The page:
- Termed as Operation Goldfish Alpha, the campaign was launched across the Southeast Asia region in June 2019.
- Efforts to patch the remaining devices continue.
Interpol and CERT teams from 10 Southeast Asian countries have managed to disinfect infected MikroTik routers in the last six months period which were used by cybercriminals to conduct cryptojacking.
Termed as Operation Goldfish Alpha, the effort was launched across the Southeast Asia region in June 2019.
What was the purpose?
Based on data collected from police and partners in the cybersecurity industry, Interpol had identified a global cryptojacking campaign facilitated by the exploitation of a vulnerability in MikroTik routers. Over 20,000 hacked routers across 10 Southeast countries were identified to be compromised for the purpose.
What was done?
Starting in June 2019, the Interpol team along with other investigators from other cybersecurity industry worked together to located routers, alert the victims and patch the devices so that they were no longer under the control of cybercriminals.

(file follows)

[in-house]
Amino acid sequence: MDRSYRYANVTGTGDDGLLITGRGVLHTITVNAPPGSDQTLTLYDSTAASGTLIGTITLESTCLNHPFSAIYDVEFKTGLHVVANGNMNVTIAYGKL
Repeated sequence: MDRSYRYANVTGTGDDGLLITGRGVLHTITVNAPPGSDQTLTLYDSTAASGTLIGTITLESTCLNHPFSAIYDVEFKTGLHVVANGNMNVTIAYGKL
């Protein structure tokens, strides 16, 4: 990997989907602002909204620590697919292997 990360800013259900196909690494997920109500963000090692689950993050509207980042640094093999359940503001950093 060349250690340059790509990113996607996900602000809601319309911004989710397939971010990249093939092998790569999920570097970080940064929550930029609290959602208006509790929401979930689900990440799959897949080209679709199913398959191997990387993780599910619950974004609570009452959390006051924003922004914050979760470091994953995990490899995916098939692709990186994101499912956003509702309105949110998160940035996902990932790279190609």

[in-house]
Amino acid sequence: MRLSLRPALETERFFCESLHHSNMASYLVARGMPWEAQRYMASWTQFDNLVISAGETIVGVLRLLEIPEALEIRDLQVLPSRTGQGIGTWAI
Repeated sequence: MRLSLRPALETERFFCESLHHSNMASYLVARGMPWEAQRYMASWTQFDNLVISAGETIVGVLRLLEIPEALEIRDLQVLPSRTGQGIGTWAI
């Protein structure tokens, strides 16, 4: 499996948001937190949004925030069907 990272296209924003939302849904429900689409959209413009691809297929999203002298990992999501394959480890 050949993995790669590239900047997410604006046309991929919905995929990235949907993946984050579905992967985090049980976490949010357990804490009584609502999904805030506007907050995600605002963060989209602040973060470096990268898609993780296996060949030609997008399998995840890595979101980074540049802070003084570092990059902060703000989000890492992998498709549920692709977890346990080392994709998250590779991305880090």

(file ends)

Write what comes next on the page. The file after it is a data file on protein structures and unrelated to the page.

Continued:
When the operation concluded in late November, the number of infected devices had been reduced by 78%. Meanwhile, efforts to patch the remaining devices continue.
The bottom line
Hacking MikroTik routers and injecting cryptomining scripts has been a popular practice among threat actors since the summer of 2018. At that time, attackers had used a MikroTik vulnerability to hijack and infect over 200,000 routers across the world to conduct cryptocurrency-mining attacks.